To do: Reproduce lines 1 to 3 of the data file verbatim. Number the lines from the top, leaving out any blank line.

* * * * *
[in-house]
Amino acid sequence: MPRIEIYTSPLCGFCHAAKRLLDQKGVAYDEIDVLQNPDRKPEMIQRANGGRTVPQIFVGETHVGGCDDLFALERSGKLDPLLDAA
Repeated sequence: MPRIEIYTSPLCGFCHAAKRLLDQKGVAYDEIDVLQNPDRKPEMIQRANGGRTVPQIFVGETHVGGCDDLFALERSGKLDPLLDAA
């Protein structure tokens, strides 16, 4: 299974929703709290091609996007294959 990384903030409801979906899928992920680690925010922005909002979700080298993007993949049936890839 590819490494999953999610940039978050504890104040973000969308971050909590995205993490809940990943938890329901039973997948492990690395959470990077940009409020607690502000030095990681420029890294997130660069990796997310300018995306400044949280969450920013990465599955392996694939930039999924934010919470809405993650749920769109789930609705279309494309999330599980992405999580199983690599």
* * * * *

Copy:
[in-house]
Amino acid sequence: MPRIEIYTSPLCGFCHAAKRLLDQKGVAYDEIDVLQNPDRKPEMIQRANGGRTVPQIFVGETHVGGCDDLFALERSGKLDPLLDAA
Repeated sequence: MPRIEIYTSPLCGFCHAAKRLLDQKGVAYDEIDVLQNPDRKPEMIQRANGGRTVPQIFVGETHVGGCDDLFALERSGKLDPLLDAA